Sharing personal information online is very risky nowadays because of the increased hacking cases that are reported each day. A website known as Cheat-on-your-spouse website Ashley Madison got hacked. Hackers are threatening to reveal the names of its 37 million cheating users.
If a social network user gives any company his or her photos, credit information, full names and age they jeopardize their privacy. No website can guarantee privacy. Every computer can be hacked. Computer engineers around the globe have placed a warning on the usage of computers. They claim that the way the Internet was built, it’s inherently insecure. Communicating online is like sending paper notes on an automobile highway in a war zone.
To keep your notes private, mathematicians come up with complex algorithms to encrypt communication but enemies or hackers who show interest in any given information stored online always find a way to hack in any account or website. Some websites don’t even use encryption hence it’s like cycling without using a helmet risking your life in case of an accident.
And even if you’re really careful online, the devices themselves get infected with malware. Even if you made it to the military base on the other side, don’t celebrate yet. Because you just handed your note over to a guy who’s actually a spy because even Army websites get hacked.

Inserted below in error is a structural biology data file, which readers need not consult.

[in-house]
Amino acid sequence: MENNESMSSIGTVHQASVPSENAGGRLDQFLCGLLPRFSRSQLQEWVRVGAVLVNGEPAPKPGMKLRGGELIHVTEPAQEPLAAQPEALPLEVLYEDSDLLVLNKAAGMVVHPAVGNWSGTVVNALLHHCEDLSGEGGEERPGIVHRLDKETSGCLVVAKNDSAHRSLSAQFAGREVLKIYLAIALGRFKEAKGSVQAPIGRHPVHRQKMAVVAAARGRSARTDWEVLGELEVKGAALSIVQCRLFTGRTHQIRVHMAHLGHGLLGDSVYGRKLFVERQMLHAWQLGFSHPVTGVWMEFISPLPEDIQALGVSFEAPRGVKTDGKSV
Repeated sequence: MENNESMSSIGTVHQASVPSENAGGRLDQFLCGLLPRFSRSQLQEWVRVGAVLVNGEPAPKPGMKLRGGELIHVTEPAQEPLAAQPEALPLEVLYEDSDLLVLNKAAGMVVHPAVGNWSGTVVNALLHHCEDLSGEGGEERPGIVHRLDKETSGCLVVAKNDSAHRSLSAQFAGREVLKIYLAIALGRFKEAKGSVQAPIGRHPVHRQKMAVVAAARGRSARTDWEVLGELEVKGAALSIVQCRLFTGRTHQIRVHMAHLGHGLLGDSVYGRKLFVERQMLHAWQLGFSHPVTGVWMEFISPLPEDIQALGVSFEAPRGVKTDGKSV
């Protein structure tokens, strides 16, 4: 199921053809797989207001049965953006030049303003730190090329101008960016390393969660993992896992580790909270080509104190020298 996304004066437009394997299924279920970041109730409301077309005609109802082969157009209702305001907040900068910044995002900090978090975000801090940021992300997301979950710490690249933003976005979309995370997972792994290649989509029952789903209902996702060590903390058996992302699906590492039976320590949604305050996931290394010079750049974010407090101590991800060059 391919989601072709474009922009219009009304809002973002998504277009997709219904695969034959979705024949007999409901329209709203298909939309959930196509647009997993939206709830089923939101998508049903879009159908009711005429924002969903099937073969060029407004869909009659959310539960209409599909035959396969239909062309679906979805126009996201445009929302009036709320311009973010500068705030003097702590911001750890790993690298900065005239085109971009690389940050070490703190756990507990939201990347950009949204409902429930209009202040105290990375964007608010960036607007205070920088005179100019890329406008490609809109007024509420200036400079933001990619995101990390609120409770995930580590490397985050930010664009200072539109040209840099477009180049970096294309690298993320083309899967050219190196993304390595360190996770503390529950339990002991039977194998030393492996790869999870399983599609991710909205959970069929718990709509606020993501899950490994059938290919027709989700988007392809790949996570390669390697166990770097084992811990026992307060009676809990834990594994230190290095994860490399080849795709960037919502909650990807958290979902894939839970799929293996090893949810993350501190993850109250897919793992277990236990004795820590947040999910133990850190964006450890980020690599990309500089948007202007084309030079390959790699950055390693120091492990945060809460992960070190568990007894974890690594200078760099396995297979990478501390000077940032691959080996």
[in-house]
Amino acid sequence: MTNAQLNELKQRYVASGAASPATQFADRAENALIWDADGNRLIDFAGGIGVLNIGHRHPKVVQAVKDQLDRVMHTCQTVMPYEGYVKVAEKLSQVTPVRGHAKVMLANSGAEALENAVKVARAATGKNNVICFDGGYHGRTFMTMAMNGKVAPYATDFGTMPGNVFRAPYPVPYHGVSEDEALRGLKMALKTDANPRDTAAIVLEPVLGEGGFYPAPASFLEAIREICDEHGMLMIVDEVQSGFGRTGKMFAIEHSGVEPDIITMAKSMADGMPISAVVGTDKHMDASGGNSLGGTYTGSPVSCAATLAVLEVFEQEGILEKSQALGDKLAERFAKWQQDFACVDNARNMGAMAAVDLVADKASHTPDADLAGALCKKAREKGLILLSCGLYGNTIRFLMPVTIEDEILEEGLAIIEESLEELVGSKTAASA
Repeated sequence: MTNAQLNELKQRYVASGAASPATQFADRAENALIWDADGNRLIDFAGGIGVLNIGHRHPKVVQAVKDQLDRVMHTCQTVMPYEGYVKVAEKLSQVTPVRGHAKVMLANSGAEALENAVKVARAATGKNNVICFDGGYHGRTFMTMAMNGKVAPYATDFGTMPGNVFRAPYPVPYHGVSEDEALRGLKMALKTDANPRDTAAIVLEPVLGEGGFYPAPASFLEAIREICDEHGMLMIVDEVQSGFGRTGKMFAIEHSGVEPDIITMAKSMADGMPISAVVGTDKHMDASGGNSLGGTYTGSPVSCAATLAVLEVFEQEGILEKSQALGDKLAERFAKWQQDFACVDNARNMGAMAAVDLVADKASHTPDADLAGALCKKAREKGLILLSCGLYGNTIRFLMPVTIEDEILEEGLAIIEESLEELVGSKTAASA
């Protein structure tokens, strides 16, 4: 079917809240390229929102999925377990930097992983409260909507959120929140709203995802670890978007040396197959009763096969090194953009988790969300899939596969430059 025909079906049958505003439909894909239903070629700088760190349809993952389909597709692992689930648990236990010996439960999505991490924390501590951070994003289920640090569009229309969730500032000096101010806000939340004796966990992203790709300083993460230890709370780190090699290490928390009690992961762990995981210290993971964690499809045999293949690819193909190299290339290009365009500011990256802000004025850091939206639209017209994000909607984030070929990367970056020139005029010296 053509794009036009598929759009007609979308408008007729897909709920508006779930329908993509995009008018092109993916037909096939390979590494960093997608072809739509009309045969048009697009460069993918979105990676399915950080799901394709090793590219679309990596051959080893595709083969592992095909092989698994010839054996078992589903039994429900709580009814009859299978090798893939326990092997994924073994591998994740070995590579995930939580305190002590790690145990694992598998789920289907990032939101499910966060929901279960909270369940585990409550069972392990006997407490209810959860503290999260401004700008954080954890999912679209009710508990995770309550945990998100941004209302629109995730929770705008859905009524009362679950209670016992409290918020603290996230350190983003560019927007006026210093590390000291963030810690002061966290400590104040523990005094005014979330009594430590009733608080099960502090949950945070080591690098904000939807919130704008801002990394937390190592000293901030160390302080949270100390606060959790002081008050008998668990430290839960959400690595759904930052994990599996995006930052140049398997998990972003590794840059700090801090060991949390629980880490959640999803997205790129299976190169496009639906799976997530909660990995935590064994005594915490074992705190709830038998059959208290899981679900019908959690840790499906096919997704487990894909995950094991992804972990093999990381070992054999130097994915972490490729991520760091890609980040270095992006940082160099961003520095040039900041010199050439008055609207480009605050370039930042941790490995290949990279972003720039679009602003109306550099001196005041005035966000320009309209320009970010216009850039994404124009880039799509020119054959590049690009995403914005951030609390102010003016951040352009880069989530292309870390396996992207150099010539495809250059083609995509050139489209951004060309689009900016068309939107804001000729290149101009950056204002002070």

The Ashley Madison website, which uses the advertising slogan “Life is short. Have an affair,” said Monday it had been attacked and some user data was stolen.
Brian Krebs said,”the hackers were threatening to release all Ashley Madison’s customer records if the website isn’t shut down.”
The hackers called themselves the “Impact Team,” and the potential release includes “profiles with all the customers’ secret sexual fantasies and matching credit card transactions, real names and addresses, and employee documents and emails.”
In a statement, Avid Life Media, the parent company, said: “At this time, we have been able to secure our sites, and close the unauthorized access points. We are working with law enforcement agencies, which are investigating this criminal act.”
CNN reports that Ashley Madison is a dating website, with one important twist: Instead of connecting eligible singles, it caters to married people interested in having an affair. The site claims to have 37 million members, and has in the past bragged about its data security.
The website is vulnerable to hackers because it places great potential to be used in blackmail schemes. The hackers were upset about the company’s “full delete” service, which promises to completely erase a user’s profile, and all associated data, for a $19 fee.
“Full Delete netted [Avid Life Media] $1.7 million in revenue in 2014. It’s also a complete lie,” the hackers were quoted as saying in a manifesto published by Krebs. “Users almost always pay with credit card; their purchase details are not removed as promised, and include real names and address, which is of course the most important information the users want removed.”
The hack comes after a popular dating site called FriendFinder was hacked leading to 3.5 million people’s sexual preferences and secrets exposed.